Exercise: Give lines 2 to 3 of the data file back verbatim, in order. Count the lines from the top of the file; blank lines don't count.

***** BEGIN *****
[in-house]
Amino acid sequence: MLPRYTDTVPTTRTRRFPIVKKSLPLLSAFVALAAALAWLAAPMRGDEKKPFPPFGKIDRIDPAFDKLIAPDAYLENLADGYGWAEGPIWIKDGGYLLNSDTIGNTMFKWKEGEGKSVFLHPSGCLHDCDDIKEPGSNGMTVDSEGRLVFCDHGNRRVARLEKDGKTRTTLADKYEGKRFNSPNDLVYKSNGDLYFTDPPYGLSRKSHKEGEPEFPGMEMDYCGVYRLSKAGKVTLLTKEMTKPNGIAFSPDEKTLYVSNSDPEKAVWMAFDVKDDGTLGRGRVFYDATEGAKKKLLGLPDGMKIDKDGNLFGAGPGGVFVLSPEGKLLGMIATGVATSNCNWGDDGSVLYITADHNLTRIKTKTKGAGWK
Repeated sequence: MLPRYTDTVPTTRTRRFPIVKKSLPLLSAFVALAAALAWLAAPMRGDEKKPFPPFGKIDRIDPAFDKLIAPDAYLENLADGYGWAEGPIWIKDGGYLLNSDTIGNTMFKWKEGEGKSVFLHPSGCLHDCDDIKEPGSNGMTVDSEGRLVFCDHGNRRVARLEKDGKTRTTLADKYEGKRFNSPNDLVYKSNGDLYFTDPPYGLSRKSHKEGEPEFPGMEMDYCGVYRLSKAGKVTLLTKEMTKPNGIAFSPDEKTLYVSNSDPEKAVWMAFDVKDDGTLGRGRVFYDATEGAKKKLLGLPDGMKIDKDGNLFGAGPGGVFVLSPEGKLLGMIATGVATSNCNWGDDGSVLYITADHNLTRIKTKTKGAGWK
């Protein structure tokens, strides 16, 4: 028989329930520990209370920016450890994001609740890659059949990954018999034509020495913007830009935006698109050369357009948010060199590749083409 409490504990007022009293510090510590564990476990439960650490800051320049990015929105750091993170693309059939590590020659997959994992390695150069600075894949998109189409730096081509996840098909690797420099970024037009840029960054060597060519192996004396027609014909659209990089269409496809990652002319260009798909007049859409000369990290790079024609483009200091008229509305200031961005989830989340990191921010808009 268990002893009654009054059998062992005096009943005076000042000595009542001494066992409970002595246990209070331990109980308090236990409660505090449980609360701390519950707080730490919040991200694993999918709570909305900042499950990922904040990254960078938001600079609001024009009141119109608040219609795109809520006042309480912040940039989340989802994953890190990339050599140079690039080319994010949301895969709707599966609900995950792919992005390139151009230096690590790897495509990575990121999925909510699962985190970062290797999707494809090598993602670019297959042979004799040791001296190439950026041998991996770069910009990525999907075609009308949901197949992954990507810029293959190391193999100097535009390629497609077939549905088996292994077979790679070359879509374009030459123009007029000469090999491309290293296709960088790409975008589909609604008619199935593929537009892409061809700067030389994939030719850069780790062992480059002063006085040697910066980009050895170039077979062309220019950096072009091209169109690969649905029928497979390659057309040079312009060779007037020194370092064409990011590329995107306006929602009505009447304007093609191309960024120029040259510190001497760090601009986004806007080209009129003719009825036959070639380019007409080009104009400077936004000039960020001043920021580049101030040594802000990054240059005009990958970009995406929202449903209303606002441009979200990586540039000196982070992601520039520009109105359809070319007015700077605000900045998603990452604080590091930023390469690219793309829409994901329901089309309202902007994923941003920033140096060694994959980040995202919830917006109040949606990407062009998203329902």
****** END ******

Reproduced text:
Amino acid sequence: MLPRYTDTVPTTRTRRFPIVKKSLPLLSAFVALAAALAWLAAPMRGDEKKPFPPFGKIDRIDPAFDKLIAPDAYLENLADGYGWAEGPIWIKDGGYLLNSDTIGNTMFKWKEGEGKSVFLHPSGCLHDCDDIKEPGSNGMTVDSEGRLVFCDHGNRRVARLEKDGKTRTTLADKYEGKRFNSPNDLVYKSNGDLYFTDPPYGLSRKSHKEGEPEFPGMEMDYCGVYRLSKAGKVTLLTKEMTKPNGIAFSPDEKTLYVSNSDPEKAVWMAFDVKDDGTLGRGRVFYDATEGAKKKLLGLPDGMKIDKDGNLFGAGPGGVFVLSPEGKLLGMIATGVATSNCNWGDDGSVLYITADHNLTRIKTKTKGAGWK
Repeated sequence: MLPRYTDTVPTTRTRRFPIVKKSLPLLSAFVALAAALAWLAAPMRGDEKKPFPPFGKIDRIDPAFDKLIAPDAYLENLADGYGWAEGPIWIKDGGYLLNSDTIGNTMFKWKEGEGKSVFLHPSGCLHDCDDIKEPGSNGMTVDSEGRLVFCDHGNRRVARLEKDGKTRTTLADKYEGKRFNSPNDLVYKSNGDLYFTDPPYGLSRKSHKEGEPEFPGMEMDYCGVYRLSKAGKVTLLTKEMTKPNGIAFSPDEKTLYVSNSDPEKAVWMAFDVKDDGTLGRGRVFYDATEGAKKKLLGLPDGMKIDKDGNLFGAGPGGVFVLSPEGKLLGMIATGVATSNCNWGDDGSVLYITADHNLTRIKTKTKGAGWK